But, on a good note I will have a lot to keep me busy…

  3. Stu, five months is a good break from Thailand. It’s always oddness coming in after two to three weeks so I wonder what five months will feel like. But you are sure to slot right into your former lifestyle (and what fun :-)

    Talen, I’m chuffed that you are able to go to Stu’s workshop. Good idea watching his videos, as some of what you’ll be learning is there. And it’s always handy to get a leg up, yes?

    Sorry to hear you are sick. I’m down with the flu as well. I slept most of yesterday afternoon-evening.

  4. Hi Cat, workshop sounds like fun. Wow you must have experienced so many different takes on Thai lingo you must be a guru by now! My Thai is coming along, but very ‘organically,’ shall we say. I tend to pick up something new everyday, but still I’m wey down on a fairly basic level. If I had the time I would take lessons, but that’s not really possible at the mo… How did you fit in learning Thai when you were so busy? Keep up the good work! Cheers, Ben

  5. Hi Ben. Nice to see you here. I keep peeking in on your site to see how your little guy is getting on. What a sweetie!

    For me the workshop was an excellent introduction to the country and the language, as Stu knows so much about both. And Thailand would do well to suggest that new expats take Stu’s course.

    Moi? Learn Thai? Hmmmm… ;-)

  6. Stu is a great Thai speaker (and what I hear teacher too!) :)
    When I heard him I think on some Bangkok Radio website I first couldn’t believe he is not native. Welcome back.

  7. Catherine I can remember Stu’s “aaaaaaaaaaaah” moments and his unique way of getting over the Thai tones. His animated teaching style is a sure winner.

    Being link crazy I clicked and sent myself over to the Cracking Thai Fundamentals Bangkok Workshop post on Stu’s Mind and Mastery site, he’s certainly packing in one hell of a lot in two eight hour sessions. Those taking the course best arrive with a clear mind. Lights out early the night before.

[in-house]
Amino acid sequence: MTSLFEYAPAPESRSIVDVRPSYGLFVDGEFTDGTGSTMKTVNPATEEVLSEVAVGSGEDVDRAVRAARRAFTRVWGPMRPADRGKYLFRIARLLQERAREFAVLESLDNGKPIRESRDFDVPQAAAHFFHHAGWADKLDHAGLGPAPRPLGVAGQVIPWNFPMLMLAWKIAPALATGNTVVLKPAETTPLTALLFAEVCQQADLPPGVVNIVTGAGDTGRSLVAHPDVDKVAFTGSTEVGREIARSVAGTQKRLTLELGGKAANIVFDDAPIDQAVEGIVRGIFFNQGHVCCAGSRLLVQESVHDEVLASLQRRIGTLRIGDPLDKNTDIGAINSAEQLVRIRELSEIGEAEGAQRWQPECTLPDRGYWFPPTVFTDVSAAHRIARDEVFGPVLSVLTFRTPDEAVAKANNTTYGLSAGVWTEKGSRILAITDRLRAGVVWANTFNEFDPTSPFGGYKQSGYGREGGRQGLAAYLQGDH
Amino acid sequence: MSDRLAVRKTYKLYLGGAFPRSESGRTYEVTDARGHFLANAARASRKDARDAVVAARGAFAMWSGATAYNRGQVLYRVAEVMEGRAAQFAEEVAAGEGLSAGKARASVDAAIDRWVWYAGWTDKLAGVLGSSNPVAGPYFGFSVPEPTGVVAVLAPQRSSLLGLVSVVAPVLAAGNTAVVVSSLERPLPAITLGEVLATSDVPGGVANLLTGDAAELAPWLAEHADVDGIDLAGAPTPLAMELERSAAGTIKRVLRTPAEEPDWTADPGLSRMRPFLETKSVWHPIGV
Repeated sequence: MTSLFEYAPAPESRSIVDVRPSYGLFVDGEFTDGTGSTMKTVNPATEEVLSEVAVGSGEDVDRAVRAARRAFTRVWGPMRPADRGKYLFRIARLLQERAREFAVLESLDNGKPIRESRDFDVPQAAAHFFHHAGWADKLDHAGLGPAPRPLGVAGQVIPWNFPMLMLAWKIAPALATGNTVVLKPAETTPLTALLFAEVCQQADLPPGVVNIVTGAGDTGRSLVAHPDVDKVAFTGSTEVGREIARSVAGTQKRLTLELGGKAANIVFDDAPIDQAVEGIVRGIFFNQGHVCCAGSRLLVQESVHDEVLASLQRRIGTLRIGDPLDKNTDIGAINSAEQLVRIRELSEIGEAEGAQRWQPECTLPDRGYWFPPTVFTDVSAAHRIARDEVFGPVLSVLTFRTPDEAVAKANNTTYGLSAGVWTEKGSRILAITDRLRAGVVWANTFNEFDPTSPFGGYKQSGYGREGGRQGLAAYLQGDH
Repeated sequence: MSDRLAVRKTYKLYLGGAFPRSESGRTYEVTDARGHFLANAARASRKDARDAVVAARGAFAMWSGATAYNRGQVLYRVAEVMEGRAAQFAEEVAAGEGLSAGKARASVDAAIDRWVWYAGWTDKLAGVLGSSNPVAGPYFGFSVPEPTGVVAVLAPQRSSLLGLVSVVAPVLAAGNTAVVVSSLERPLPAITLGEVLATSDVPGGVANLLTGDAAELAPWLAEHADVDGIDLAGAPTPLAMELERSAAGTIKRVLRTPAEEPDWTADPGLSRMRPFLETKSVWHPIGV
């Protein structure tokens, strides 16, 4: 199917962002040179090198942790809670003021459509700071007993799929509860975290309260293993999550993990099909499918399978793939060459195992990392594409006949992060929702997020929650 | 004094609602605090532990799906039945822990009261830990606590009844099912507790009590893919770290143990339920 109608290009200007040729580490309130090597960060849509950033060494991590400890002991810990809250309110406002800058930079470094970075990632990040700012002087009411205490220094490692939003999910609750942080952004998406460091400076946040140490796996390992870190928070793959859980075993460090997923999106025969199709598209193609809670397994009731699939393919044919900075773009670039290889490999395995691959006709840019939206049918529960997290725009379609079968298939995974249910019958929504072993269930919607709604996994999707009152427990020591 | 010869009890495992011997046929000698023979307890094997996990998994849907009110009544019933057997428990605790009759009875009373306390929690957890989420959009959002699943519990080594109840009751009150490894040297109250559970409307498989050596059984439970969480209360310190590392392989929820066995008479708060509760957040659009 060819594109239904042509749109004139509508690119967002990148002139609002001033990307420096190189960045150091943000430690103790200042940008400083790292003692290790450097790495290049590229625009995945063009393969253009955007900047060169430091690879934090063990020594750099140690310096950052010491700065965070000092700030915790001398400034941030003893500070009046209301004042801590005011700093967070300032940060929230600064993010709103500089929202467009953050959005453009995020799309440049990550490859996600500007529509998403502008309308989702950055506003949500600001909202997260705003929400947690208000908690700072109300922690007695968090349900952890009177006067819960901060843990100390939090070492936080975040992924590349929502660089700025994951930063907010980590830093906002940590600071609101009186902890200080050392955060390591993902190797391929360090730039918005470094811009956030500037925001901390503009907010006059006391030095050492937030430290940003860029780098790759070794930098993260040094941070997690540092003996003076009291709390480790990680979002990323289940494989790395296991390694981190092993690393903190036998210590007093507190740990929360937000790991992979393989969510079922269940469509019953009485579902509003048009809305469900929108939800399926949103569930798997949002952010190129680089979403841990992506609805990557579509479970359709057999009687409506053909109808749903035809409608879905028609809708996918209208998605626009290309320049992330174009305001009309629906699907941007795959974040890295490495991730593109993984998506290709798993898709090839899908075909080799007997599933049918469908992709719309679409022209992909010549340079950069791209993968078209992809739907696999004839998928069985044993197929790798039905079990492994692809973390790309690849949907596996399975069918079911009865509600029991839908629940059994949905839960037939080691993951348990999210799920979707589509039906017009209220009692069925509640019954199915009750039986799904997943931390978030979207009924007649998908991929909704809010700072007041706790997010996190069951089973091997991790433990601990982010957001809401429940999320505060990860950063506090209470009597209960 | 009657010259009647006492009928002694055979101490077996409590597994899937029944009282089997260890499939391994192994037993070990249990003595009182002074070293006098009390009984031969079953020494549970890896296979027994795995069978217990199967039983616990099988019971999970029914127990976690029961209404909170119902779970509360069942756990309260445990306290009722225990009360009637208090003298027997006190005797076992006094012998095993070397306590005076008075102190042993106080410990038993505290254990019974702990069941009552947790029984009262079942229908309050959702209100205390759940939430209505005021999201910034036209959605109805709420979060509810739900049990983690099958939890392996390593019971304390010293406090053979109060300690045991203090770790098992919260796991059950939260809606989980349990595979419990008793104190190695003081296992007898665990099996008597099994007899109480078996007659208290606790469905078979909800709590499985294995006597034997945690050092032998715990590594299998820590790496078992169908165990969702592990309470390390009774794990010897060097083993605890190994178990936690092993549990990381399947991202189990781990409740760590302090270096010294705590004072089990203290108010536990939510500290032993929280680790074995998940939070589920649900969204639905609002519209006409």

Out of interest do you know the capacity of the place Stu is holding his “aaaaaaaah” moments in. I’m just curious to know what figure of audience a big Thai Language event like this can attract.

  8. Hi Jo :-) It’s great to know that a Thai native feels that Stu’s accent is excellent as well.

    And since you’ve mentioned it, the highlights of Stu’s Cracking Thai Fundamentals can be found on Bangkok Radio and his website.

    Martyn, are are correct. Anyone planning to attend Stu’s workshop should show up with an open mind and be prepared to take a lot in.

    Stu presents the information in an interesting way, but like anything else, it’s up to the attendees to put it to good use. Everything does not magically get sucked into your head. Ok, some does, but other bits will need continued work.

    Stu’s course is all about opening your mind to the Thai language. It’s about giving you handy tools to learn Thai (or any language). The rest is up to you.

    I don’t know what the venue will hold (I’ve never been there). But the workshops I attended with Stu were cosy, not huge.

  9. I’m always a bit skeptical – sure, he might have a fun and entertaining learning style, and that make seem time pass quickly and create the feeling that you learn a lot. But does he really make it easier and faster to learn Thai?

  10. I don’t recall time passing that quickly during the class, but anytime you are engaged I guess it does. I did learn more about the Thai people and learning languages though. So if you are that skeptical, then watch the videos Stu has online to see for yourself…

  11. Cat, What do you mean…..everything does not magically get sucked into your head???? THAT is the course I am looking for. I want to just go sit somewhere, listen to someone and have it magically “sucked” into my brain. Unfortunately, I do know that is not going to happen. So I, like Ben, continue to slowing, organically, pick up little by little. It would be an understatement to say it is a slow progression. On a good note, at least I am still trying and still learning however slow my progress is. Sometimes when I am out and about here in the states I look at all the people around and think to myself smugly……”Well, at least I probably know more Thai than they do!” When I am at this site I feel woefully behind the crowd. Oh well.

  12. Catherine I found that by watching only two of Stu’s vowel videos (twice each), using hand signs, I have retained all of the information. I am a visual learner and this method is tailor made for those like myself. My only regret is that I won’t be in BKK to attend.

  13. Sophie, wouldn’t that be fabulous? To learn Thai without effort? But, it’s not going to happen. We have to work at it just like everything else worthwhile in life. So I guess the aim should be to make it easier, if possible. I like easy.

    Snap, Glad to hear that Stu’s videos are working for you :-) He has a new video (just out yesterday) that tackles the much dreaded ง : How to pronounce Initial Ng in Asian Languages

  14. PerryP@How to lose weight

    October 4, 2010 at 3:50 am

    For me the biggest challenges were the tones- you really need to tune into the musical part of your brain (where the melodies are stored). Luckily grammar is nearly non-existant ;-)